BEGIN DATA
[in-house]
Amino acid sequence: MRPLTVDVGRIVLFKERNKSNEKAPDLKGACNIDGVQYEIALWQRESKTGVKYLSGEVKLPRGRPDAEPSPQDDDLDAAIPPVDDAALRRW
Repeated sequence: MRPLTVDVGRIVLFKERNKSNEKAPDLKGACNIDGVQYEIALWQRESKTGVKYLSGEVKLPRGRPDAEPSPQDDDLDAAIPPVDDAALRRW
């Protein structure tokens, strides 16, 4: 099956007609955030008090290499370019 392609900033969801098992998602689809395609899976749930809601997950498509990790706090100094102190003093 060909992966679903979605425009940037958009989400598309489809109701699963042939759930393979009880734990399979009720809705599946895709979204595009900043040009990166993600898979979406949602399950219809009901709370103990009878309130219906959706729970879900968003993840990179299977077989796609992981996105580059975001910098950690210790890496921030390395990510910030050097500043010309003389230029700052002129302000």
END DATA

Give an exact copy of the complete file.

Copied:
[in-house]
Amino acid sequence: MRPLTVDVGRIVLFKERNKSNEKAPDLKGACNIDGVQYEIALWQRESKTGVKYLSGEVKLPRGRPDAEPSPQDDDLDAAIPPVDDAALRRW
Repeated sequence: MRPLTVDVGRIVLFKERNKSNEKAPDLKGACNIDGVQYEIALWQRESKTGVKYLSGEVKLPRGRPDAEPSPQDDDLDAAIPPVDDAALRRW
């Protein structure tokens, strides 16, 4: 099956007609955030008090290499370019 392609900033969801098992998602689809395609899976749930809601997950498509990790706090100094102190003093 060909992966679903979605425009940037958009989400598309489809109701699963042939759930393979009880734990399979009720809705599946895709979204595009900043040009990166993600898979979406949602399950219809009901709370103990009878309130219906959706729970879900968003993840990179299977077989796609992981996105580059975001910098950690210790890496921030390395990510910030050097500043010309003389230029700052002129302000």